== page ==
4.15 Calls made to Mr. Cheng failed to resolve the issue. Mr. Cheng is the team leader of the Chinese National Swimming Team. Mr. Cheng insisted that proper authorizations from IDTM were required for every member of the testing team. In the absence of such official documentation, establishing the connection between the DCA and the BCA to IDTM and this testing mission, the Athlete was not going to provide any further samples.
4.16 During the course of the evening the Athlete eventually needed to urinate. As there was no DCA available who was acceptable to the Athlete to witness the urine sample collection, the DCO proposed that the Athlete’s mother watch/witness the DCA witnessing the Athlete passing urine. This was refused. Alternatively, it was proposed by the DCO that the Athlete urinate under the supervision of the DCA but the Athlete could retain custody of the collection vessel. This was also rejected. The DCO told the Athlete that urinating without being chaperoned, once notified, may be a Refusal violation. The Athlete replied that with no authorized male DCA, there could be no valid notification and thus no Refusal.
4.17 This ‘stand-off’ was reported in a phone call from the DCO to Mr. Popa of IDTM. The DCO refused to wait to complete the urine collection session until another DCA acceptable to the Athlete
could be located. The DCO believed the urine collection should proceed with the IDTM personnel then available.
4.18 While the DCO was outside of the doping control station calling to IDTM, the Athlete went to the toilet with no permission from the DCO. He was not chaperoned. When this was discovered by the DCO, the DCO tried to follow the Athlete to warm him that his conduct was serious and most irregular. The Athlete quickly returned to the doping control station and informed the DCO that he had only partially emptied his bladder and had urine available to provide a sample, if an authorized DCA could be located.
4.19 Ultimately, on several occasions through the evening, the Athlete urinated without being chaperoned.
4.20 As no male DCA acceptable to the Athlete was present, there was no possibility to complete the urine sample collection. Accordingly, the DCO began to complete the doping control form for the blood samples, which had been collected. The Athlete signed the standard doping control form for the blood samples and indicated that the comment section on the doping control form would be filled in by his doctor, Dr. Ba, who was on his way to the clubhouse.
4.21 The Athlete suspected that the DCA had taken photos of him on his phone inside the doping control station. When the Athlete confronted the DCA, the phone was opened and certain pictures were deleted from the DCA’s phone. The DCO believes the only pictures deleted from the DCA’s phone were the few photos taken outside the villa earlier in the evening to prove the testing team was in attendance and at the correct location at the correct time. The DCO claims that no images of the Athlete were ever on the DCA’s phone.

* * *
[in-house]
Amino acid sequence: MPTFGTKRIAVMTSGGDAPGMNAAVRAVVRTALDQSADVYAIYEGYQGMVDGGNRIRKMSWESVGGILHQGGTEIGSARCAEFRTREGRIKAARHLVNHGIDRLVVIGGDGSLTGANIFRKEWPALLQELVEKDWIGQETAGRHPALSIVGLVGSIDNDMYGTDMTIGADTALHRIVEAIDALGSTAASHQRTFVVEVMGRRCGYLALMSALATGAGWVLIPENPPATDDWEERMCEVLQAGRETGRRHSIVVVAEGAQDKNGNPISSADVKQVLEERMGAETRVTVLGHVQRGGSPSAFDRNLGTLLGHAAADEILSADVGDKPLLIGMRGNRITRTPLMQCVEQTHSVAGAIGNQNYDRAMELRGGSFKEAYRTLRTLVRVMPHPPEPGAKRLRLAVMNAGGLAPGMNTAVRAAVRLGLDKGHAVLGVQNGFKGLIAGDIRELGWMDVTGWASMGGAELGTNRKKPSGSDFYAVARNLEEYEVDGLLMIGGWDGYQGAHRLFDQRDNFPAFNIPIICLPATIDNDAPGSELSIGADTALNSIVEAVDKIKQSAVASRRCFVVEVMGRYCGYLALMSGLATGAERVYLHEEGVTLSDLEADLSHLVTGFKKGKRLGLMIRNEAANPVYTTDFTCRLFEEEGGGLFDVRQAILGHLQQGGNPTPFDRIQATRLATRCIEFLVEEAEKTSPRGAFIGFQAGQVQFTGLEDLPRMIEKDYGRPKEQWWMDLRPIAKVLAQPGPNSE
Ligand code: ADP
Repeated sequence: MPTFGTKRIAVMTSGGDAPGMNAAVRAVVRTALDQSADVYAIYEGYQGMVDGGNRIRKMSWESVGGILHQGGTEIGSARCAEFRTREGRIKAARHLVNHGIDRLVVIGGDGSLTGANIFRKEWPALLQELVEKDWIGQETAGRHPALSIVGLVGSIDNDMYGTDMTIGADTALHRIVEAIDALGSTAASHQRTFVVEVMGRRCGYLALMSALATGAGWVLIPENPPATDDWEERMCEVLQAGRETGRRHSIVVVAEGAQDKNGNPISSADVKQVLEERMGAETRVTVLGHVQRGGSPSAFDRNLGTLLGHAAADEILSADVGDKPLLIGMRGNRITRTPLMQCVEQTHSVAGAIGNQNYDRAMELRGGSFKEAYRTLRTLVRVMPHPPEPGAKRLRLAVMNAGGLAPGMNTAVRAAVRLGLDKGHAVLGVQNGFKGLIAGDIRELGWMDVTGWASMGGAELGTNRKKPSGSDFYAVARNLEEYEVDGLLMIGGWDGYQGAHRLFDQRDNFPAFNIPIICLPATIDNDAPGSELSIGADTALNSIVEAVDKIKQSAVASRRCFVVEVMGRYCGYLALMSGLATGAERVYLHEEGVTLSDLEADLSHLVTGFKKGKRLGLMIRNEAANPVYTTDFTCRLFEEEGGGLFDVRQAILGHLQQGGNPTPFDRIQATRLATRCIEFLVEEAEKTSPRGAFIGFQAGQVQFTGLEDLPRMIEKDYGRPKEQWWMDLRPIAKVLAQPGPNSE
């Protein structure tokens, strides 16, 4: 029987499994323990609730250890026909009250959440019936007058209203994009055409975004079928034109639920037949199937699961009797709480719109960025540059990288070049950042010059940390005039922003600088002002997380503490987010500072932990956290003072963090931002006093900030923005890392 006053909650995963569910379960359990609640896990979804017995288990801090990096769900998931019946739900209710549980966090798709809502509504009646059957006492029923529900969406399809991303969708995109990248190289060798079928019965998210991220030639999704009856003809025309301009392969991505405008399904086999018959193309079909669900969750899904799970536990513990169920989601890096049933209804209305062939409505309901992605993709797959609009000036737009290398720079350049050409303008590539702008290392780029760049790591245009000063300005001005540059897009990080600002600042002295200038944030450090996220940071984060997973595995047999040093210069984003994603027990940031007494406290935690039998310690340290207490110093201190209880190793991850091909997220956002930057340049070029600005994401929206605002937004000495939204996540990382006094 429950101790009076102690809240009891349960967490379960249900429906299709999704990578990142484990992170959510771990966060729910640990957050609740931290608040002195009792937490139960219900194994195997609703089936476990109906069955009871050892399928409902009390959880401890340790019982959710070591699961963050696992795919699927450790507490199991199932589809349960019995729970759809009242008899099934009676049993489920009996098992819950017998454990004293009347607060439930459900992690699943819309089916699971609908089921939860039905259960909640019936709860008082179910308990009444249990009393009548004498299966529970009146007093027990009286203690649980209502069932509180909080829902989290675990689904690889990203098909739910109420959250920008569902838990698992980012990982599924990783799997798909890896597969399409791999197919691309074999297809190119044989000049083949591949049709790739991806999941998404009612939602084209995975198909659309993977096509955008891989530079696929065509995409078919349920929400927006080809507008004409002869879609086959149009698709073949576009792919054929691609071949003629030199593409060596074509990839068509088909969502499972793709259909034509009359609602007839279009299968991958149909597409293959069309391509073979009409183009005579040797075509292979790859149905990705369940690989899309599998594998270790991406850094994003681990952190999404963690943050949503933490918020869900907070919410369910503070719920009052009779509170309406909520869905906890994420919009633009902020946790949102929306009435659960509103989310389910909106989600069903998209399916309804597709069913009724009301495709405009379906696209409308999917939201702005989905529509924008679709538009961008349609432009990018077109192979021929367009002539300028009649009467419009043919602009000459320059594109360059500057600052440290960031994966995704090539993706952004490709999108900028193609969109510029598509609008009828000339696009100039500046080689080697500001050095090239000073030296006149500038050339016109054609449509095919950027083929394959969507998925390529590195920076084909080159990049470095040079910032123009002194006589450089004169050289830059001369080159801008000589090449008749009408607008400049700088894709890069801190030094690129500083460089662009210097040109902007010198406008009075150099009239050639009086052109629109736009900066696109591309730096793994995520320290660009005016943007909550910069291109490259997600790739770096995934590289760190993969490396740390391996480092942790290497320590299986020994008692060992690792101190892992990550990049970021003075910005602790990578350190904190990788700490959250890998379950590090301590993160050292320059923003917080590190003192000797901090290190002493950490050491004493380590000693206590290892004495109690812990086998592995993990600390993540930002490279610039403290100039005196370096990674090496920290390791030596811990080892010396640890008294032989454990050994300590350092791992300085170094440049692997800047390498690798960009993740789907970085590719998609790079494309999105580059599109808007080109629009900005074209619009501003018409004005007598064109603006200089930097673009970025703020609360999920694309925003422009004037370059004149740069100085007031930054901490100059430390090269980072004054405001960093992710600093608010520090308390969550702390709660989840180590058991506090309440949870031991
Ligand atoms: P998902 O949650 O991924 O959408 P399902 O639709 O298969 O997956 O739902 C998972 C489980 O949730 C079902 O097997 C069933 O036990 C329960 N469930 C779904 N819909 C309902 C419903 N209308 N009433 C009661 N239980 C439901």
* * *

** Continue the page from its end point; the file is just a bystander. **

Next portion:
4.22 When Dr. Ba arrived at the doping control station at about 1:00 am on September 5, 2018, he reviewed all the authorization documents that had earlier been shown to the Athlete. Dr. Ba was told repeatedly by the DCO that the IDTM testing team was properly authorized by IDTM to collect urine and blood samples from the Athlete. Her authority as an IDTM DCO was explained. The DCO insisted that she had appointed and trained the DCA and that the BCA was properly authorized and qualified to draw blood. Dr Ba believed that both the DCA and the BCA were not properly authorized by IDTM. Further, Dr. Ba insisted that the nurse’s Certificate the BCA had provided was not evidence of proper qualification to collect blood in China. As a result of this conclusion, he refused to permit the DCO to take away and send for testing the blood samples that had been previously collected from the Athlete.
4.23 Dr. Ba was in communication by phone with a colleague, Dr. Han, who confirmed the assessment of Dr. Ba and Mr. Cheng. Dr. Han told the DCO that both the DCA and the BCA were not properly authorized by IDTM to collect blood or urine from the Athlete. Drs. Ba and Han complained that no official authorization documentation from IDTM could be shown. They rejected the DCO’s explanations (provided multiple times) that all officials were properly appointed and authorized by IDTM, all were trained and all were attending with her as an official IDTM DCO. The DCO constantly reiterated that she was in control of the mission. The position of the Athlete (and his entourage) was firm and unyielding: (i) without proper authorization from IDTM held by the DCA no urine was required to be provided and none would be collected and, (ii) the blood that had been collected had been collected by a non-authorized and non-qualified BCA, so the blood was not a valid sample and could not be removed by the DCO and sent to be analysed.
4.24 The DCO canvassed various options with Tudor Popa of IDTM regarding how to proceed in the course of several phone calls and email exchanges. The DCO discussed with the Athlete various scenarios which had been jointly created with Mr. Popa. At this point in the evening, the focus was what to do with the collected blood samples. It was very clear that no urine sample would be provided. The scenarios proposed by Mr. Popa and the DCO included sending the blood to the WADA accredited laboratory in China and to sort out the accreditation and authorization issues with FINA later. The Athlete refused this option. Alternatively, Dr. Ba could take the samples to his hospital and discard them there. This was not acceptable to the DCO.